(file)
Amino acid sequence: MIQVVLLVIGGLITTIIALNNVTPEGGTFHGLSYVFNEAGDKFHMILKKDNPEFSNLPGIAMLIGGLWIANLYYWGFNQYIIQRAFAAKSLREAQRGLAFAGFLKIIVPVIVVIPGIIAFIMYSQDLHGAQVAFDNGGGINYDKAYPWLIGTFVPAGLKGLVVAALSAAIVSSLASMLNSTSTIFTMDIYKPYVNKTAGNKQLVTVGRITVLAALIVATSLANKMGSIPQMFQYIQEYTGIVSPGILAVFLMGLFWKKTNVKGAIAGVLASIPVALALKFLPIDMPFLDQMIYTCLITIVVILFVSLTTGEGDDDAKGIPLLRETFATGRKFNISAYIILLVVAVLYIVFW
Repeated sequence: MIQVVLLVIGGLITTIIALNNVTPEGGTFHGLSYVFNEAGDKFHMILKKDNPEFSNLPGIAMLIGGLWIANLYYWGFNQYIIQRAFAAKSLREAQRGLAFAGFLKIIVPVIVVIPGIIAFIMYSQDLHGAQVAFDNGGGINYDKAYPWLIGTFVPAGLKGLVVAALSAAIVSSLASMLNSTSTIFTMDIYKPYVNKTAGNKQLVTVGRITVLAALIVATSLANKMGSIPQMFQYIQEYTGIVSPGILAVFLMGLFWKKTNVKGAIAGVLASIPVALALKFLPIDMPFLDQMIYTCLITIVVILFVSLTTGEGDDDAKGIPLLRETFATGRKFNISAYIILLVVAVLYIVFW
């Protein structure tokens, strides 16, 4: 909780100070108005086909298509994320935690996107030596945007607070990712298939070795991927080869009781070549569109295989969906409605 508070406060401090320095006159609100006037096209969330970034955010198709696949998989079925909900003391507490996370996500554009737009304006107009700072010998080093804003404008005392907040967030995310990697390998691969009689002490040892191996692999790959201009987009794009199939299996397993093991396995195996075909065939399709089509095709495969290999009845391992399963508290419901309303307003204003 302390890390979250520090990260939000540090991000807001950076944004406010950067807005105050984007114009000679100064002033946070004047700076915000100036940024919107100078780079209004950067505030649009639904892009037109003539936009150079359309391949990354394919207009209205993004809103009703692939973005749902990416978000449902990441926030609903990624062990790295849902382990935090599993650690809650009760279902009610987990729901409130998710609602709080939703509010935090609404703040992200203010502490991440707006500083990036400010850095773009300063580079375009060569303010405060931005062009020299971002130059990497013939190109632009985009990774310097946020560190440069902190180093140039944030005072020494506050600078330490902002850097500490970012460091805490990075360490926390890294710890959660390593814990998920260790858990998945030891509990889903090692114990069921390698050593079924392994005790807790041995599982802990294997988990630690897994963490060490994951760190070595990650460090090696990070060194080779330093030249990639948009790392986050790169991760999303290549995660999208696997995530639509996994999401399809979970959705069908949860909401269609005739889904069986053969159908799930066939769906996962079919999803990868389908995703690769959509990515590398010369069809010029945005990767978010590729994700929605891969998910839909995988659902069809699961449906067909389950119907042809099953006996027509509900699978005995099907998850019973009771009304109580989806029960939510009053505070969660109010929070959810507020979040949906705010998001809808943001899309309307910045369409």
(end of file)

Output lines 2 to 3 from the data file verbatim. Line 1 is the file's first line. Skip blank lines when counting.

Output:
Repeated sequence: MIQVVLLVIGGLITTIIALNNVTPEGGTFHGLSYVFNEAGDKFHMILKKDNPEFSNLPGIAMLIGGLWIANLYYWGFNQYIIQRAFAAKSLREAQRGLAFAGFLKIIVPVIVVIPGIIAFIMYSQDLHGAQVAFDNGGGINYDKAYPWLIGTFVPAGLKGLVVAALSAAIVSSLASMLNSTSTIFTMDIYKPYVNKTAGNKQLVTVGRITVLAALIVATSLANKMGSIPQMFQYIQEYTGIVSPGILAVFLMGLFWKKTNVKGAIAGVLASIPVALALKFLPIDMPFLDQMIYTCLITIVVILFVSLTTGEGDDDAKGIPLLRETFATGRKFNISAYIILLVVAVLYIVFW
């Protein structure tokens, strides 16, 4: 909780100070108005086909298509994320935690996107030596945007607070990712298939070795991927080869009781070549569109295989969906409605 508070406060401090320095006159609100006037096209969330970034955010198709696949998989079925909900003391507490996370996500554009737009304006107009700072010998080093804003404008005392907040967030995310990697390998691969009689002490040892191996692999790959201009987009794009199939299996397993093991396995195996075909065939399709089509095709495969290999009845391992399963508290419901309303307003204003 302390890390979250520090990260939000540090991000807001950076944004406010950067807005105050984007114009000679100064002033946070004047700076915000100036940024919107100078780079209004950067505030649009639904892009037109003539936009150079359309391949990354394919207009209205993004809103009703692939973005749902990416978000449902990441926030609903990624062990790295849902382990935090599993650690809650009760279902009610987990729901409130998710609602709080939703509010935090609404703040992200203010502490991440707006500083990036400010850095773009300063580079375009060569303010405060931005062009020299971002130059990497013939190109632009985009990774310097946020560190440069902190180093140039944030005072020494506050600078330490902002850097500490970012460091805490990075360490926390890294710890959660390593814990998920260790858990998945030891509990889903090692114990069921390698050593079924392994005790807790041995599982802990294997988990630690897994963490060490994951760190070595990650460090090696990070060194080779330093030249990639948009790392986050790169991760999303290549995660999208696997995530639509996994999401399809979970959705069908949860909401269609005739889904069986053969159908799930066939769906996962079919999803990868389908995703690769959509990515590398010369069809010029945005990767978010590729994700929605891969998910839909995988659902069809699961449906067909389950119907042809099953006996027509509900699978005995099907998850019973009771009304109580989806029960939510009053505070969660109010929070959810507020979040949906705010998001809808943001899309309307910045369409």